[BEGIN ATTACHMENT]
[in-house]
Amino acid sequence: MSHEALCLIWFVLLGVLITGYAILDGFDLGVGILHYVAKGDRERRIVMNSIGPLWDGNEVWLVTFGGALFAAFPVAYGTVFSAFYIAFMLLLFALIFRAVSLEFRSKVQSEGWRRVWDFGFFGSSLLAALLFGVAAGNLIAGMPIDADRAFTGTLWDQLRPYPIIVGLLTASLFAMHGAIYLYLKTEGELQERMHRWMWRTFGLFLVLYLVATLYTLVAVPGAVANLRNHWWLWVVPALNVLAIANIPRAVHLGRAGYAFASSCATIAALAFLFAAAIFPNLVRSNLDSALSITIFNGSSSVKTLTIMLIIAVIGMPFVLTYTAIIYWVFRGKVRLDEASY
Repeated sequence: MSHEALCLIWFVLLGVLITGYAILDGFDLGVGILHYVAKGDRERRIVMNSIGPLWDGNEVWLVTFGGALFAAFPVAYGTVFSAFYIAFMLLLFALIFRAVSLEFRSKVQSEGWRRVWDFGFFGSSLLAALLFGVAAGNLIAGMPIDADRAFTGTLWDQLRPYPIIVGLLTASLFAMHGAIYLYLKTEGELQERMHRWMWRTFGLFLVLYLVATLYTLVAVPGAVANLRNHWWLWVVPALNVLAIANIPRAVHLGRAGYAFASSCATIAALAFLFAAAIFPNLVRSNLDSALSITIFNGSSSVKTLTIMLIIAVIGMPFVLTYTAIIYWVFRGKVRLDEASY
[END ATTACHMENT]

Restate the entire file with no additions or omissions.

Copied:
[in-house]
Amino acid sequence: MSHEALCLIWFVLLGVLITGYAILDGFDLGVGILHYVAKGDRERRIVMNSIGPLWDGNEVWLVTFGGALFAAFPVAYGTVFSAFYIAFMLLLFALIFRAVSLEFRSKVQSEGWRRVWDFGFFGSSLLAALLFGVAAGNLIAGMPIDADRAFTGTLWDQLRPYPIIVGLLTASLFAMHGAIYLYLKTEGELQERMHRWMWRTFGLFLVLYLVATLYTLVAVPGAVANLRNHWWLWVVPALNVLAIANIPRAVHLGRAGYAFASSCATIAALAFLFAAAIFPNLVRSNLDSALSITIFNGSSSVKTLTIMLIIAVIGMPFVLTYTAIIYWVFRGKVRLDEASY
Repeated sequence: MSHEALCLIWFVLLGVLITGYAILDGFDLGVGILHYVAKGDRERRIVMNSIGPLWDGNEVWLVTFGGALFAAFPVAYGTVFSAFYIAFMLLLFALIFRAVSLEFRSKVQSEGWRRVWDFGFFGSSLLAALLFGVAAGNLIAGMPIDADRAFTGTLWDQLRPYPIIVGLLTASLFAMHGAIYLYLKTEGELQERMHRWMWRTFGLFLVLYLVATLYTLVAVPGAVANLRNHWWLWVVPALNVLAIANIPRAVHLGRAGYAFASSCATIAALAFLFAAAIFPNLVRSNLDSALSITIFNGSSSVKTLTIMLIIAVIGMPFVLTYTAIIYWVFRGKVRLDEASY